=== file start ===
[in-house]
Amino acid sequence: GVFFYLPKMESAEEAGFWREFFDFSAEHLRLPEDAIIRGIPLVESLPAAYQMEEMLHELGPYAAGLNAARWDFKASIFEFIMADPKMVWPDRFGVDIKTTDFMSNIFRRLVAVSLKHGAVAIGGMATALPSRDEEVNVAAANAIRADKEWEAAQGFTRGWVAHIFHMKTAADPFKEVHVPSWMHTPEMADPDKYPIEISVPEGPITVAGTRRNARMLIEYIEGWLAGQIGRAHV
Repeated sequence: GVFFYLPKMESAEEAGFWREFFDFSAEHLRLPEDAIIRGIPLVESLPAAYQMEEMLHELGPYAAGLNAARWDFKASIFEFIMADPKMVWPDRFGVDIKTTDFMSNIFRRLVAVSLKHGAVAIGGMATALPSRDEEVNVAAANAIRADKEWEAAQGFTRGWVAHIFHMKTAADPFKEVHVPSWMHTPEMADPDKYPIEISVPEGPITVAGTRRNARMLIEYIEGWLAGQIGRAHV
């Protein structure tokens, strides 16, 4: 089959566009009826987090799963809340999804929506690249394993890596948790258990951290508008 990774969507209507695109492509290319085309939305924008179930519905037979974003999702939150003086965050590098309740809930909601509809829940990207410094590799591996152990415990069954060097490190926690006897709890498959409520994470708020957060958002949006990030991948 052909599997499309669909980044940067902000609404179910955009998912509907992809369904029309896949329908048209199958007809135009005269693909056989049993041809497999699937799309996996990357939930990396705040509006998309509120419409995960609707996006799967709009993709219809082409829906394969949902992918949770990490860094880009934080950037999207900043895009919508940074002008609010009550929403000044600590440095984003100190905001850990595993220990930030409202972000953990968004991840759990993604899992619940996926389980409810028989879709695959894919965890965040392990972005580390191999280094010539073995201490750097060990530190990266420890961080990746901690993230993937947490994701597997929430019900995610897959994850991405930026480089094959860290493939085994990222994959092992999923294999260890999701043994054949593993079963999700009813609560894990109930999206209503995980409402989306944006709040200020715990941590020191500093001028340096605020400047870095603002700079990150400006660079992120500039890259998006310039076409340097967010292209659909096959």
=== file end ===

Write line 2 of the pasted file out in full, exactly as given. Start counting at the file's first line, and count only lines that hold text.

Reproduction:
Amino acid sequence: GVFFYLPKMESAEEAGFWREFFDFSAEHLRLPEDAIIRGIPLVESLPAAYQMEEMLHELGPYAAGLNAARWDFKASIFEFIMADPKMVWPDRFGVDIKTTDFMSNIFRRLVAVSLKHGAVAIGGMATALPSRDEEVNVAAANAIRADKEWEAAQGFTRGWVAHIFHMKTAADPFKEVHVPSWMHTPEMADPDKYPIEISVPEGPITVAGTRRNARMLIEYIEGWLAGQIGRAHV